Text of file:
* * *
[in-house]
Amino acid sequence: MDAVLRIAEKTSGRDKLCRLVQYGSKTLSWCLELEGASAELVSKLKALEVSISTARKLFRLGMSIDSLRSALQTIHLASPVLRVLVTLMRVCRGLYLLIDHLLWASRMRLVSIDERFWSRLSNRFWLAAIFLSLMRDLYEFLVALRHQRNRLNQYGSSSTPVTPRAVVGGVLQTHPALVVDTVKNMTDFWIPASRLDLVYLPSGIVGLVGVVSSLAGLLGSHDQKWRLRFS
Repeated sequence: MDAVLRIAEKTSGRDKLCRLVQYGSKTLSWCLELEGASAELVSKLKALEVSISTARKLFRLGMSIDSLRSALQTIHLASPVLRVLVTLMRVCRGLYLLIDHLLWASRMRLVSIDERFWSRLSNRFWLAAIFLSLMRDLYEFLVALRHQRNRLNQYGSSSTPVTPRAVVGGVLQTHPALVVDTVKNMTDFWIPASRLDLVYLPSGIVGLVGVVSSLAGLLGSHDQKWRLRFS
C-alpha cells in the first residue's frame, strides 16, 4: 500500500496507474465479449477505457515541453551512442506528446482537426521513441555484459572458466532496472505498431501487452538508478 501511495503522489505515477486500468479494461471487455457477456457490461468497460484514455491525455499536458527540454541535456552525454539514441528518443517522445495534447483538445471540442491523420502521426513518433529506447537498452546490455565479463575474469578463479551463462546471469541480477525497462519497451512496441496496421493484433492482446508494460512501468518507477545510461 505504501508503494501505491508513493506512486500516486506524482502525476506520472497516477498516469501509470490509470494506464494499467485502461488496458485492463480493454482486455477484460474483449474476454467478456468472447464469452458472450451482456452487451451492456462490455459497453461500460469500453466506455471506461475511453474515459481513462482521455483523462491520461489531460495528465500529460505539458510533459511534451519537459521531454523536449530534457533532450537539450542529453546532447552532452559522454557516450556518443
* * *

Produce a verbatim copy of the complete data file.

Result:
[in-house]
Amino acid sequence: MDAVLRIAEKTSGRDKLCRLVQYGSKTLSWCLELEGASAELVSKLKALEVSISTARKLFRLGMSIDSLRSALQTIHLASPVLRVLVTLMRVCRGLYLLIDHLLWASRMRLVSIDERFWSRLSNRFWLAAIFLSLMRDLYEFLVALRHQRNRLNQYGSSSTPVTPRAVVGGVLQTHPALVVDTVKNMTDFWIPASRLDLVYLPSGIVGLVGVVSSLAGLLGSHDQKWRLRFS
Repeated sequence: MDAVLRIAEKTSGRDKLCRLVQYGSKTLSWCLELEGASAELVSKLKALEVSISTARKLFRLGMSIDSLRSALQTIHLASPVLRVLVTLMRVCRGLYLLIDHLLWASRMRLVSIDERFWSRLSNRFWLAAIFLSLMRDLYEFLVALRHQRNRLNQYGSSSTPVTPRAVVGGVLQTHPALVVDTVKNMTDFWIPASRLDLVYLPSGIVGLVGVVSSLAGLLGSHDQKWRLRFS
C-alpha cells in the first residue's frame, strides 16, 4: 500500500496507474465479449477505457515541453551512442506528446482537426521513441555484459572458466532496472505498431501487452538508478 501511495503522489505515477486500468479494461471487455457477456457490461468497460484514455491525455499536458527540454541535456552525454539514441528518443517522445495534447483538445471540442491523420502521426513518433529506447537498452546490455565479463575474469578463479551463462546471469541480477525497462519497451512496441496496421493484433492482446508494460512501468518507477545510461 505504501508503494501505491508513493506512486500516486506524482502525476506520472497516477498516469501509470490509470494506464494499467485502461488496458485492463480493454482486455477484460474483449474476454467478456468472447464469452458472450451482456452487451451492456462490455459497453461500460469500453466506455471506461475511453474515459481513462482521455483523462491520461489531460495528465500529460505539458510533459511534451519537459521531454523536449530534457533532450537539450542529453546532447552532452559522454557516450556518443